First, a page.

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George Anderson – Body and Soul

May 22, 2017

Jazz funk bassist George Anderson, renowned for his work with the U.K. acid jazz band Shakatak, has been embarked on his own solo career for a few years now, releasing his fourth solo effort here (three studio recordings and one live set) called Body and Soul. His is the classic case of U.S.-under-appreciated, unheralded rock-solid talent. Not having seen a U.S. concert calendar available for him, I must say that talent this big needs much more exposure here in the States. I’m hoping promoters, sponsors, and fans alike will help to make that happen and soon. After all, along with being a member of the world renowned Shakatak, you only need to listen to know that his brand of funk is distinct and presented with an abundance of power and heft.

This latest R&B/jazz funk effort is classic George Anderson as he launches into a collection of all-new originals (save one live cover – Earth, Wind & Fire’s “Can’t Hide Love,” offered as a bonus track here on this generous 15-track album).

There’s much feel-good music — and one very reflective track — here, including the explosive down & dirty funky lead music track (following the spoken intro) “G_Funk,” the soulful “Joys of Life” and “Don’t Waste My Time,” the funk-driven instrumental “Miller Time” (hmm, how the questions swirl in my head about the motivation for this title!), the gentle and beautiful “Beautiful,” the lively Latin-laced “Festival De La Vida,” the snappy and sassy “All Or Nothing,” another beauty with a gentle gospel feel called “Promised Land,” the very sober and telling “It’s Our World,” and, of course, a great cover of the always enchanting EWF classic “Can’t Hide Love.”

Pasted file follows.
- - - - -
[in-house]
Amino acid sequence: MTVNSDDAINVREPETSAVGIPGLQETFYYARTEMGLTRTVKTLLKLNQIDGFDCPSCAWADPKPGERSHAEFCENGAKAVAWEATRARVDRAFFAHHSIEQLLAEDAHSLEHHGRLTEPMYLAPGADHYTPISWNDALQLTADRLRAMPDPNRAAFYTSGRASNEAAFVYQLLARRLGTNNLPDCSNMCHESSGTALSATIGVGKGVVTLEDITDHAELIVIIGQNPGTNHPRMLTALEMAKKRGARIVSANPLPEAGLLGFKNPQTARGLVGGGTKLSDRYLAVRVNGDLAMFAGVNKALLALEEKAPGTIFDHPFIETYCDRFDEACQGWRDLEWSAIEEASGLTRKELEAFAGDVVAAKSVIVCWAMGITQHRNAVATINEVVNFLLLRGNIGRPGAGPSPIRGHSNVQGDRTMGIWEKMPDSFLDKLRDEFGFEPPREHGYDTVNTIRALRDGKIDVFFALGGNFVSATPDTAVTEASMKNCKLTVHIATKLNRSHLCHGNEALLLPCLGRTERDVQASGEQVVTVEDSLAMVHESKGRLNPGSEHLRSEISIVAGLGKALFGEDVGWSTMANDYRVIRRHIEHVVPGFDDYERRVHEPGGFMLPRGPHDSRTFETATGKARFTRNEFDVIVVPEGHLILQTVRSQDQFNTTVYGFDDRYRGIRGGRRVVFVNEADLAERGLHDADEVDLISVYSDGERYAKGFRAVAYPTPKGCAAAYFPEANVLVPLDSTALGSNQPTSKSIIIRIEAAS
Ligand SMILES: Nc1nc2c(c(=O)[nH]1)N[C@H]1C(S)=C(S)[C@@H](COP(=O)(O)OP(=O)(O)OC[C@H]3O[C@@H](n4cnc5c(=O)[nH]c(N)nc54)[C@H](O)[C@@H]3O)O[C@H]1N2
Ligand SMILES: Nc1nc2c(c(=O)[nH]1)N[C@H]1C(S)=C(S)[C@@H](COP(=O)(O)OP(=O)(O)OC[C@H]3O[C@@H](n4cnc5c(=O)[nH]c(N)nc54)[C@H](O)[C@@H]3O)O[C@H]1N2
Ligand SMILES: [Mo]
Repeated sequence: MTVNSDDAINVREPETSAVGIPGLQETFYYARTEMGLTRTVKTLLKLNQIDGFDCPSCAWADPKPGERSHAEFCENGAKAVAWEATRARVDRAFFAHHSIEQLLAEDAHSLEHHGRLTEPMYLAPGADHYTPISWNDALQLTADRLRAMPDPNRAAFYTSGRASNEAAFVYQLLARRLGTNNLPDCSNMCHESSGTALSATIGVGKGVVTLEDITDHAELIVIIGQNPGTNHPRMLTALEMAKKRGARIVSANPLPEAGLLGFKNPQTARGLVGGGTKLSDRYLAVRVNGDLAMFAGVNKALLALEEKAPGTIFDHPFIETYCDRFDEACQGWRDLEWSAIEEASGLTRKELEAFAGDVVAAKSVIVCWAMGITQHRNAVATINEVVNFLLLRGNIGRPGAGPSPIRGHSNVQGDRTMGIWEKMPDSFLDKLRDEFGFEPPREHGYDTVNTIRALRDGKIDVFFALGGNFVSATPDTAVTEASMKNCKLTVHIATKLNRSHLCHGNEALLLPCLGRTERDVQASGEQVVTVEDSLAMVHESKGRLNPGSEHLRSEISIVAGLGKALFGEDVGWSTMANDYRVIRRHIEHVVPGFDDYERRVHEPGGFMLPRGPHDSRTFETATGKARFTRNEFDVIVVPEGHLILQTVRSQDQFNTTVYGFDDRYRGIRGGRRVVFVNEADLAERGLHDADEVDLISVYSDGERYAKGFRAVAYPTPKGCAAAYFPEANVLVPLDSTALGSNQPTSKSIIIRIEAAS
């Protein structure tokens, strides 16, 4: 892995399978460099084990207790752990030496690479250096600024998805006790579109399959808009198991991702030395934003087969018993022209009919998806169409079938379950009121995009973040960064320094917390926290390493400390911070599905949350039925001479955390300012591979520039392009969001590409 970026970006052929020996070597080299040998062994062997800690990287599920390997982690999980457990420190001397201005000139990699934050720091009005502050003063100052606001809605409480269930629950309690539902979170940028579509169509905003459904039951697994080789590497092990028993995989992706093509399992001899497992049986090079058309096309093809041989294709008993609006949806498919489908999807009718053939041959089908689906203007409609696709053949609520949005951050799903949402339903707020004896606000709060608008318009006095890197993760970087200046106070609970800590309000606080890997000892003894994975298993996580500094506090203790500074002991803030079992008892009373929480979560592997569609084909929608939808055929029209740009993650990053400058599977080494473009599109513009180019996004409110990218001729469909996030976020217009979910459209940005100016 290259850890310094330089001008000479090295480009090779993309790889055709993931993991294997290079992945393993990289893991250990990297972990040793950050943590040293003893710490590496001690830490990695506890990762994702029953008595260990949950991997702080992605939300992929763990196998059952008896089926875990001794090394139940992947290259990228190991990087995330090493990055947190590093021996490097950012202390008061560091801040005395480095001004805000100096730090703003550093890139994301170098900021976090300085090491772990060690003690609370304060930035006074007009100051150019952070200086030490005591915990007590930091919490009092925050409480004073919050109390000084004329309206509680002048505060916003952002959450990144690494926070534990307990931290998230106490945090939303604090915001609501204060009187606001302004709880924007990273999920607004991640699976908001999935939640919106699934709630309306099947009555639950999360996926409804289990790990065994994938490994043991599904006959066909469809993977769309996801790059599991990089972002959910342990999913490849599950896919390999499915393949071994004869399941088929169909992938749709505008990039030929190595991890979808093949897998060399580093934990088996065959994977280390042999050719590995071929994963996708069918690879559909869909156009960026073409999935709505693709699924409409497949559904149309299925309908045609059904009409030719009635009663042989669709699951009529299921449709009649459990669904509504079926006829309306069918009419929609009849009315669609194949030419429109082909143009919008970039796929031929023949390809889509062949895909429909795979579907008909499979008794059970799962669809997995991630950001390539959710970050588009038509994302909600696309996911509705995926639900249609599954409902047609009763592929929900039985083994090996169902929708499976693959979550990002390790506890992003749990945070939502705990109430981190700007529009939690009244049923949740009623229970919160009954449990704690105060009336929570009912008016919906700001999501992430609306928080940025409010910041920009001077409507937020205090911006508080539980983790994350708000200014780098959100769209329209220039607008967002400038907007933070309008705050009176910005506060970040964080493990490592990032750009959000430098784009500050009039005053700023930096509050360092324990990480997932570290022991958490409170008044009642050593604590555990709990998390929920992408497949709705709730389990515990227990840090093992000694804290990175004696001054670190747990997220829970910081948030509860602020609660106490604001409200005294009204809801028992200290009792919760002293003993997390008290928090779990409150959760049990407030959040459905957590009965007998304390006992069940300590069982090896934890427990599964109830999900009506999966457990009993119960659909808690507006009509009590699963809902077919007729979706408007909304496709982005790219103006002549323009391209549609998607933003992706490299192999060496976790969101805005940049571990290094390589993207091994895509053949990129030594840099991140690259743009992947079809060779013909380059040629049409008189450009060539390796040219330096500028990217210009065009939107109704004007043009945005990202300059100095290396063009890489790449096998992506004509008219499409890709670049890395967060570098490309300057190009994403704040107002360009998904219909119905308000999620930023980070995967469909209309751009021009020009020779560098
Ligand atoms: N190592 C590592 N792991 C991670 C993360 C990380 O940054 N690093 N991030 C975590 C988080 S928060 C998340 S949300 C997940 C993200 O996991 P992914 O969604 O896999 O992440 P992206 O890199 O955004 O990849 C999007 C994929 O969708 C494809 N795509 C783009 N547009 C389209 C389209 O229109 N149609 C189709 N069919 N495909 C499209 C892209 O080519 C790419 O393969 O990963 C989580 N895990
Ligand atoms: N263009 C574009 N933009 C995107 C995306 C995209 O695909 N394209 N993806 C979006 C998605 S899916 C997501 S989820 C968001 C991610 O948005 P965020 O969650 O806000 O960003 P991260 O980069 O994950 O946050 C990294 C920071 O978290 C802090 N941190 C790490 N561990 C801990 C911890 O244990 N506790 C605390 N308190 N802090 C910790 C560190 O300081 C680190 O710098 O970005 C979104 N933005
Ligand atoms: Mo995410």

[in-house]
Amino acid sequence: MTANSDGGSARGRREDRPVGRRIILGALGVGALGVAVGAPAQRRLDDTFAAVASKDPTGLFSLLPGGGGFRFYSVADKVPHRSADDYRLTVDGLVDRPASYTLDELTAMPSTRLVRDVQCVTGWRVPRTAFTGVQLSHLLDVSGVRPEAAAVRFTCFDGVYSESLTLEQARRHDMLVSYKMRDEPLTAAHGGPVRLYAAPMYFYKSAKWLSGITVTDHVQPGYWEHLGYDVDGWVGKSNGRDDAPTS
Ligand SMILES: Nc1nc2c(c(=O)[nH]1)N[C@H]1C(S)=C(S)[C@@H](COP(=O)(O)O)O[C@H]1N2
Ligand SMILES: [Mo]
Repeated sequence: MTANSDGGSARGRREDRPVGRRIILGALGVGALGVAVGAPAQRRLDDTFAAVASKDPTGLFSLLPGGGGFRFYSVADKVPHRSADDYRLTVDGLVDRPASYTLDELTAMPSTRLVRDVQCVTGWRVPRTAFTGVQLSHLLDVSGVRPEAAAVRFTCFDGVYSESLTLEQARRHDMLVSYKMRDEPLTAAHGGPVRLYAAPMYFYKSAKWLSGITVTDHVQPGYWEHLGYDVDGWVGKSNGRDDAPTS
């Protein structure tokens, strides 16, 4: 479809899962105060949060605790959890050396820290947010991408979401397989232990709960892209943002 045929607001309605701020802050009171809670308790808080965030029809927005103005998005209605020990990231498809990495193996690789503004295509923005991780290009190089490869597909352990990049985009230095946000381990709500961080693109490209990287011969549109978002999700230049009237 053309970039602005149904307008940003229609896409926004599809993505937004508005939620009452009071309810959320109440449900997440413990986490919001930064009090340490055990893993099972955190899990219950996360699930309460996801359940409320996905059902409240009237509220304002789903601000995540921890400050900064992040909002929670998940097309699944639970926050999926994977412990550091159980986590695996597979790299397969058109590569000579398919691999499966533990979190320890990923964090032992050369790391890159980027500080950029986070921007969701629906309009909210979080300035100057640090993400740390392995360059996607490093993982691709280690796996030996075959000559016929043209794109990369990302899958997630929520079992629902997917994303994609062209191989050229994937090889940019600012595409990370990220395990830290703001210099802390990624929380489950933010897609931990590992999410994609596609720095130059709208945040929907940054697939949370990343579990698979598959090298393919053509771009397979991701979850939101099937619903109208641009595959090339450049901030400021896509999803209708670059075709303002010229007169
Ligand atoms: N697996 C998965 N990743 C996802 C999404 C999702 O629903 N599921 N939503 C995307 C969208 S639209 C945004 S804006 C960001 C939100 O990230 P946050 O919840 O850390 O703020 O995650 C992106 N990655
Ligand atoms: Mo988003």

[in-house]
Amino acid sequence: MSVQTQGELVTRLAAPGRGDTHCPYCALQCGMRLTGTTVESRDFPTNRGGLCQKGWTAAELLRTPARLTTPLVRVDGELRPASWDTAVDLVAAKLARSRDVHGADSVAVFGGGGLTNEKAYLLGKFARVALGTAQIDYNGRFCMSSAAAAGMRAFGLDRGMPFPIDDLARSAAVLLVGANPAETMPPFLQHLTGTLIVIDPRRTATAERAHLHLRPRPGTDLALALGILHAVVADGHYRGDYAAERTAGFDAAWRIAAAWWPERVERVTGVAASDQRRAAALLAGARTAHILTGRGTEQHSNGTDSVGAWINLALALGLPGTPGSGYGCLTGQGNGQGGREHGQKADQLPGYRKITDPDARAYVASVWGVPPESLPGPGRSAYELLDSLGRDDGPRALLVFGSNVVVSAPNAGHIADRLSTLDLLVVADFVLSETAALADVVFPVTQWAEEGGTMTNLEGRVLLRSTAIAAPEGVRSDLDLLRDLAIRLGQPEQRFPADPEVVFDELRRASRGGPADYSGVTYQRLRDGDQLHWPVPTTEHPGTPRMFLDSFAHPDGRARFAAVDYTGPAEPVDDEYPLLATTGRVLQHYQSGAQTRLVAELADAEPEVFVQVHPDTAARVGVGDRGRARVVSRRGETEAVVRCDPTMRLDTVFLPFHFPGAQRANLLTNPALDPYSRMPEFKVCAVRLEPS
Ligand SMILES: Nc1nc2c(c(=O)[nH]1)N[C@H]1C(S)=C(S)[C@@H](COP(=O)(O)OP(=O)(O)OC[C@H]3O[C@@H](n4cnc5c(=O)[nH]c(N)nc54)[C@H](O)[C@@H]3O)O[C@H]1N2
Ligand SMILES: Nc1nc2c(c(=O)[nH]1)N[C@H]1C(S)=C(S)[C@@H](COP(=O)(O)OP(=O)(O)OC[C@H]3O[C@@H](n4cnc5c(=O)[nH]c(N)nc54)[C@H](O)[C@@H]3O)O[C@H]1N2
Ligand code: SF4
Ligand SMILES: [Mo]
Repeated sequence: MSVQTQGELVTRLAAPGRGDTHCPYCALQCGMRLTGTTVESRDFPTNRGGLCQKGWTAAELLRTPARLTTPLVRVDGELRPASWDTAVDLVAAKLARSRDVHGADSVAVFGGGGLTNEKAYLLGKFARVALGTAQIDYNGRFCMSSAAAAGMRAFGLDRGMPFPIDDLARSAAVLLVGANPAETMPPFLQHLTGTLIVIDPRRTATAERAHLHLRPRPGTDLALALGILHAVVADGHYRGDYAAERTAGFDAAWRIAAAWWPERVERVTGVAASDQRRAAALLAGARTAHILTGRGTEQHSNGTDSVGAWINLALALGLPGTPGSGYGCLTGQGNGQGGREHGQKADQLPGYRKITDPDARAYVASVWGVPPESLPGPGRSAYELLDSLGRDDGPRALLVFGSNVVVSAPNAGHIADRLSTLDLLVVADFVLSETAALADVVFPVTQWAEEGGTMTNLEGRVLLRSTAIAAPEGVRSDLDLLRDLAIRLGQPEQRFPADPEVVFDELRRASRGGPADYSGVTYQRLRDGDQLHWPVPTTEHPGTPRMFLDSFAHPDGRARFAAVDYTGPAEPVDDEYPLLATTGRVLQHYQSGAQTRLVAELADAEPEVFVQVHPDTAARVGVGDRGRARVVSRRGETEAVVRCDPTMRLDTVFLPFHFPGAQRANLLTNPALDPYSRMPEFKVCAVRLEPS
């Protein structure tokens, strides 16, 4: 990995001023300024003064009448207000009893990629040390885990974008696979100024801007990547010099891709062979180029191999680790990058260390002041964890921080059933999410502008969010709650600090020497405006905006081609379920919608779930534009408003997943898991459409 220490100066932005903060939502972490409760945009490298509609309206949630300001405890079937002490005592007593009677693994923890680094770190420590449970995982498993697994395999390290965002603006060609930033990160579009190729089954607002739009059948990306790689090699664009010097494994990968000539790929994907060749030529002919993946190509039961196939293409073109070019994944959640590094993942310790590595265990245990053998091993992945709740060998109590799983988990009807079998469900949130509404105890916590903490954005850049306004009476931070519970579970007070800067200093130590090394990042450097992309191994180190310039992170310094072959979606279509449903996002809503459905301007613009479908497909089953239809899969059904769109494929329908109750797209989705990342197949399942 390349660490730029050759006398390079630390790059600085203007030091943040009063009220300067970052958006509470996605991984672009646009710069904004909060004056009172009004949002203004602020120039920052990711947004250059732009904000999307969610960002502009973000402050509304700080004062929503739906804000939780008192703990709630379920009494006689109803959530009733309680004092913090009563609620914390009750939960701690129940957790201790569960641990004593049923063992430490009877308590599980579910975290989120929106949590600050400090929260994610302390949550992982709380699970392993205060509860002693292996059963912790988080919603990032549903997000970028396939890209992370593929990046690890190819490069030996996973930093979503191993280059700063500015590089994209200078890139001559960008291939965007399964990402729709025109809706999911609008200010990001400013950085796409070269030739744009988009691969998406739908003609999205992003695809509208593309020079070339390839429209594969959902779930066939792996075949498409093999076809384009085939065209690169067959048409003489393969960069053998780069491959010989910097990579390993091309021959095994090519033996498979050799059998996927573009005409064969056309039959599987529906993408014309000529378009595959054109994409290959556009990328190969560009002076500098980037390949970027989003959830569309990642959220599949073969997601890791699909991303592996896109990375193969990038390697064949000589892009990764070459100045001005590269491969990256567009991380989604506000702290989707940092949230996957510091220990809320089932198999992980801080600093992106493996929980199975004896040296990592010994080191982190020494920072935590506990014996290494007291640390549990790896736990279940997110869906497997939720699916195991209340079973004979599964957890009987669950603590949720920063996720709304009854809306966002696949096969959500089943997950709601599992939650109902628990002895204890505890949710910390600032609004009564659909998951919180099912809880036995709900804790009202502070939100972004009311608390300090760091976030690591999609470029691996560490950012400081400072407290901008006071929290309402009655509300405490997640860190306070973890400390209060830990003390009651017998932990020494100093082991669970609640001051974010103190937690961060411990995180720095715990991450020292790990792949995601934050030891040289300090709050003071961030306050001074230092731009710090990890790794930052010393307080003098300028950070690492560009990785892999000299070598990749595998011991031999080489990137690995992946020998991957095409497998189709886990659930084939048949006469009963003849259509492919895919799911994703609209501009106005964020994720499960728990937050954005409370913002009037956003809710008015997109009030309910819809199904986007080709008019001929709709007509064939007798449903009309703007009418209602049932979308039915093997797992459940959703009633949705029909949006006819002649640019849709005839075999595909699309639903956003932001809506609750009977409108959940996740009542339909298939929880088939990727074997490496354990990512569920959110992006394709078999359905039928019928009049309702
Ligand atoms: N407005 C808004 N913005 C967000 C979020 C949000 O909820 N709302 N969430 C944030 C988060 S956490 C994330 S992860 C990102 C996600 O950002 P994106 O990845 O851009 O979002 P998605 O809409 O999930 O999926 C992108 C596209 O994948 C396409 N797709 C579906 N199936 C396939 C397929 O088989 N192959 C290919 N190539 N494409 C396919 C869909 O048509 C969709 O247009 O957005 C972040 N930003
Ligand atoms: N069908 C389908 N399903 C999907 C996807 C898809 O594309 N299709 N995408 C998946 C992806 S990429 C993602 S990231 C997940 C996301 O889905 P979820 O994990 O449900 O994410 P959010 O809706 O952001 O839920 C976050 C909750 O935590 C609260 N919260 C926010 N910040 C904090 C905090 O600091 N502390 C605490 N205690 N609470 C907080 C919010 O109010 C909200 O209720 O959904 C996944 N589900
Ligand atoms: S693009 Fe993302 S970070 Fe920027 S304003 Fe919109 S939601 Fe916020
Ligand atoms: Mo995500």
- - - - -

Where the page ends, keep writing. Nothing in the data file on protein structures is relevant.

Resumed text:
I would be totally remiss if I didn’t acknowledge some integral parts of this recording that had to significantly help Anderson get this baby skyward bound: The remarkable vocals of Debby Bracknell, Mary Pearce, Geo Gabriel, and AJ Stunner BV; the solid horn work of saxmen Mat Sibley, Aaron Liddard, Zeke Le Grange, Richard Beesley, and trumpeter Sid Gauld; guitarists Nathan Carolus, Dave Ital, and Al Wormald; drummer John Fisher; keyboardists/pianists Ruffy Bushman and Dimitris Dimopoulos; and percussionist Virtualo Exacto.

Anderson belongs to that class of bassists that actually knows how to fold in the jazz element with any R&B/funk arrangement, and you can definitely hear it. I find that highly commendable and refreshing. After all, that’s what this thing called jazz funk is supposed to be all about, right?

Grab a good long moment with this one. It’s got that “It” factor, for sure. – Ronald Jackson